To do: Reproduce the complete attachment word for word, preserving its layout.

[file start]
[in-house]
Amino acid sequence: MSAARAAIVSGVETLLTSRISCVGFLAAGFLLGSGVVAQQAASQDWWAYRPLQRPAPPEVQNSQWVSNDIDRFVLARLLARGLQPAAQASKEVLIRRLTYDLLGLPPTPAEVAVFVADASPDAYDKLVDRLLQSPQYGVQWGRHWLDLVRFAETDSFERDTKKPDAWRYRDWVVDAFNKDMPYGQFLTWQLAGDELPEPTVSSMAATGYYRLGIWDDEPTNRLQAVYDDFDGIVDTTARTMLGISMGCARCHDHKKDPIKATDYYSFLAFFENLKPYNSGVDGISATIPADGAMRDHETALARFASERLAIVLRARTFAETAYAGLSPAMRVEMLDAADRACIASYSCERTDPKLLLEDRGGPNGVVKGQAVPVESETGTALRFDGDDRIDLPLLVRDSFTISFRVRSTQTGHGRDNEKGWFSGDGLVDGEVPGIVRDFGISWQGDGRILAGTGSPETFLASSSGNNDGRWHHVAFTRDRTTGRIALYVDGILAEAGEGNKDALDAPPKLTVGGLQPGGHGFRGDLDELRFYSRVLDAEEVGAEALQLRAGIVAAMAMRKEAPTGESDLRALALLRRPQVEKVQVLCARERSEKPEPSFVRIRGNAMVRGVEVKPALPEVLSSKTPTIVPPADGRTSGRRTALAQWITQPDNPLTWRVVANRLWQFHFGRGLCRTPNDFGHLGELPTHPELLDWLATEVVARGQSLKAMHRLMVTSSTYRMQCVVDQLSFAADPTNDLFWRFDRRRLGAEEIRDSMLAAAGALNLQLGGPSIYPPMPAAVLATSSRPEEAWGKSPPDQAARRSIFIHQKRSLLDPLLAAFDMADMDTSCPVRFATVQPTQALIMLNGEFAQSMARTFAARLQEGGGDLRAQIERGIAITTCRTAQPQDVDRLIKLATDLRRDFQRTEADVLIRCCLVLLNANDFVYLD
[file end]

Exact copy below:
[in-house]
Amino acid sequence: MSAARAAIVSGVETLLTSRISCVGFLAAGFLLGSGVVAQQAASQDWWAYRPLQRPAPPEVQNSQWVSNDIDRFVLARLLARGLQPAAQASKEVLIRRLTYDLLGLPPTPAEVAVFVADASPDAYDKLVDRLLQSPQYGVQWGRHWLDLVRFAETDSFERDTKKPDAWRYRDWVVDAFNKDMPYGQFLTWQLAGDELPEPTVSSMAATGYYRLGIWDDEPTNRLQAVYDDFDGIVDTTARTMLGISMGCARCHDHKKDPIKATDYYSFLAFFENLKPYNSGVDGISATIPADGAMRDHETALARFASERLAIVLRARTFAETAYAGLSPAMRVEMLDAADRACIASYSCERTDPKLLLEDRGGPNGVVKGQAVPVESETGTALRFDGDDRIDLPLLVRDSFTISFRVRSTQTGHGRDNEKGWFSGDGLVDGEVPGIVRDFGISWQGDGRILAGTGSPETFLASSSGNNDGRWHHVAFTRDRTTGRIALYVDGILAEAGEGNKDALDAPPKLTVGGLQPGGHGFRGDLDELRFYSRVLDAEEVGAEALQLRAGIVAAMAMRKEAPTGESDLRALALLRRPQVEKVQVLCARERSEKPEPSFVRIRGNAMVRGVEVKPALPEVLSSKTPTIVPPADGRTSGRRTALAQWITQPDNPLTWRVVANRLWQFHFGRGLCRTPNDFGHLGELPTHPELLDWLATEVVARGQSLKAMHRLMVTSSTYRMQCVVDQLSFAADPTNDLFWRFDRRRLGAEEIRDSMLAAAGALNLQLGGPSIYPPMPAAVLATSSRPEEAWGKSPPDQAARRSIFIHQKRSLLDPLLAAFDMADMDTSCPVRFATVQPTQALIMLNGEFAQSMARTFAARLQEGGGDLRAQIERGIAITTCRTAQPQDVDRLIKLATDLRRDFQRTEADVLIRCCLVLLNANDFVYLD